Can food allergies cause cold symptoms?

Food allergy symptoms are more common in infants and children, but can occur at any age. You can even develop an allergy to foods you've been eating for years with no problem. Food allergies can cause sinus problems. In other words, sinus problems are common symptoms of food allergies.

The paranasal sinuses are the cavities in your head that lie just behind your nose and eyes, and they help filter unwanted particles from the air you inhale. The paranasal sinuses are made of soft, sensitive tissue and are lined with mucous membranes, which keep the tissue moist and soft. When food allergies occur, the paranasal sinuses become inflamed due to higher levels of histamine. Food intolerance is a chemical reaction that some people have after eating or drinking certain foods; it's not an immune response.

Food intolerance has been associated with asthma, chronic fatigue syndrome and irritable bowel syndrome (IBS). It can be difficult to differentiate between the symptoms of food allergy and those of food intolerance. Symptoms caused by food allergy usually appear soon after consuming the food. While symptoms caused by food intolerance can be immediate, they can also take 12 to 24 hours to appear.

Food intolerance reactions are usually related to the amount of food consumed. They may not occur until a certain amount (threshold level) of food is eaten, but this amount varies from person to person. Symptoms of food allergy and intolerance may also be due to other conditions, so it's important to see your doctor for a medical diagnosis. Some research suggests that younger siblings of a child with a peanut allergy will also be allergic to peanuts.

There are many people who label themselves as “allergic to gluten” and, unfortunately, limit their diet without having seen a specialist. Sometimes, the body can tolerate food if it avoids it for a while and then reintroduces it in small doses, especially in case of food intolerances. Current research is looking for ways to reduce sensitivity to food allergies, and there is much hope of finding therapies that can control food allergies in the future. The customer service department or quality control officer should be able to help you determine if food is safe for you.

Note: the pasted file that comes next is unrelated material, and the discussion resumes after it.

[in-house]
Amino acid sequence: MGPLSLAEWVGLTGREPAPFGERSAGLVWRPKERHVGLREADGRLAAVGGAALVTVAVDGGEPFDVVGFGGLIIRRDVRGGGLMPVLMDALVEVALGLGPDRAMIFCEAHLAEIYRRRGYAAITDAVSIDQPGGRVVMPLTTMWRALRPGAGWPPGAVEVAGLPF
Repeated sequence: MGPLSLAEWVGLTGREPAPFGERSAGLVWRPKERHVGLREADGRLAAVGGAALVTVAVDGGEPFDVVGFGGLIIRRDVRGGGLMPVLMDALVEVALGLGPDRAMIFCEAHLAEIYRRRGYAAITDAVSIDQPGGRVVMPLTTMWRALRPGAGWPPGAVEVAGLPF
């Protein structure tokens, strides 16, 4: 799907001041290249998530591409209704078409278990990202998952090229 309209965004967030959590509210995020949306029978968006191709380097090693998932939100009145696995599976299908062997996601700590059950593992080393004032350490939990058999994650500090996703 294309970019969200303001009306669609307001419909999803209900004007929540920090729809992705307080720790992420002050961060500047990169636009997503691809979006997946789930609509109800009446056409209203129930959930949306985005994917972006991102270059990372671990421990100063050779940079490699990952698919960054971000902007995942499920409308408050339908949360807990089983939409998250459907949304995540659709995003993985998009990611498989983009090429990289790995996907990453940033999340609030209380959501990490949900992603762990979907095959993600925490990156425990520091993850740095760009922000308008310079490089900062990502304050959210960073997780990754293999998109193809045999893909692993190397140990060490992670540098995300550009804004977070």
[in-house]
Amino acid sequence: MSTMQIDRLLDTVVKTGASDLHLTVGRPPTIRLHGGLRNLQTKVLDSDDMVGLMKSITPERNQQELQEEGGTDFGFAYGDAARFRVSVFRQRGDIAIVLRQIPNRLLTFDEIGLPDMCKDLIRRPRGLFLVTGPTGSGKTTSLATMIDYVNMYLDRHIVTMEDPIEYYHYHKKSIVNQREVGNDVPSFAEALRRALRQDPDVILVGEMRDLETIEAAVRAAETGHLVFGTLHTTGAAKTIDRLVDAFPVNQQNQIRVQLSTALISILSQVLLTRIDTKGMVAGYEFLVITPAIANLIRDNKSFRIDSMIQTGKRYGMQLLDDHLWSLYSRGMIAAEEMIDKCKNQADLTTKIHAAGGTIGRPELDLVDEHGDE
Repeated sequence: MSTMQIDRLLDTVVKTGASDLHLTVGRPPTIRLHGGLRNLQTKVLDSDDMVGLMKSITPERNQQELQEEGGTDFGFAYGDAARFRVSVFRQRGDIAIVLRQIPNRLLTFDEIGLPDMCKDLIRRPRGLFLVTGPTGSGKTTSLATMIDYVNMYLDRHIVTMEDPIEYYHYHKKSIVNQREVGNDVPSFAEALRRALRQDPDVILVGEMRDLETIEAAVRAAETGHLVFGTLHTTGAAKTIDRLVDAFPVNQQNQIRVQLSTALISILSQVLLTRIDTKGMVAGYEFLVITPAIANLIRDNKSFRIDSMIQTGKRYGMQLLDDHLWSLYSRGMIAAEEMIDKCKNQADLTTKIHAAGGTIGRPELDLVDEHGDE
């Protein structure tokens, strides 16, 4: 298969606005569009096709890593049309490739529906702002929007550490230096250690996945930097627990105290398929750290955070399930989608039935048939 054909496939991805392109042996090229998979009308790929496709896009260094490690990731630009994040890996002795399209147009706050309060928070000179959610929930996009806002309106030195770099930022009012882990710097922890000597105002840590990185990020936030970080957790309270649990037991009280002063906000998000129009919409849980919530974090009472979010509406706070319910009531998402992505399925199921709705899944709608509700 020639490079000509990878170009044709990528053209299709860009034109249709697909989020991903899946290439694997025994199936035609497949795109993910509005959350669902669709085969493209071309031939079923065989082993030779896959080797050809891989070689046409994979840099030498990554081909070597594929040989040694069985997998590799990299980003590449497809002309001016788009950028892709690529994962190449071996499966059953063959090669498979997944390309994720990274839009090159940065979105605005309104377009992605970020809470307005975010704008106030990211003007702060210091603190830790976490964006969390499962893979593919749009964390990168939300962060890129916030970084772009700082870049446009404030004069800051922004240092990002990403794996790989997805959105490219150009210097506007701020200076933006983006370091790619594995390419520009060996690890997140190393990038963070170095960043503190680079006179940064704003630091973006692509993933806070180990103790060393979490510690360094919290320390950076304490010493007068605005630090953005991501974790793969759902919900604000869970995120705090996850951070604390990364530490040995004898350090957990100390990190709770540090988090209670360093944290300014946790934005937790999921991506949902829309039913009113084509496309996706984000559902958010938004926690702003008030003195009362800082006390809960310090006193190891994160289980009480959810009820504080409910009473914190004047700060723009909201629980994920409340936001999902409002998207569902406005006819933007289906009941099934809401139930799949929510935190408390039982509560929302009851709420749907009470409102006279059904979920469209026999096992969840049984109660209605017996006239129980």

Sometimes an adult may overlook an allergic reaction to a food, as symptoms such as vomiting or diarrhea can be mistaken for the flu or food poisoning. Sometimes, substances contained in food can increase the frequency and severity of migraines, skin rashes (such as hives), or stomach discomfort caused by irritable bowel disease. In general, the allergist should expose the blood to proteins contained in foods that cause food allergies more often. When you're allergic to a food, your body's immune system can mistake the proteins in that food for dangerous substances.

Knowing the patterns of cross-reactivity and what to avoid is one reason why people with food allergies should receive care from a board-certified allergist. Just because an initial reaction causes few problems doesn't mean that all reactions are similar; a food that only triggers mild symptoms on one occasion may cause more serious symptoms another time. It occurs mainly in young babies who are being exposed to these foods for the first time or who are being weaned. Adults don't always pay much attention to symptoms, which can be dangerous, as they can overlook some important advice and endanger the adult if they continue to consume those foods.

In some cases, the allergist will recommend an oral diet, which is considered the most accurate way to make a food allergy diagnosis. Children who have a family member with allergic conditions (such as asthma or eczema) are at greater risk of developing allergies.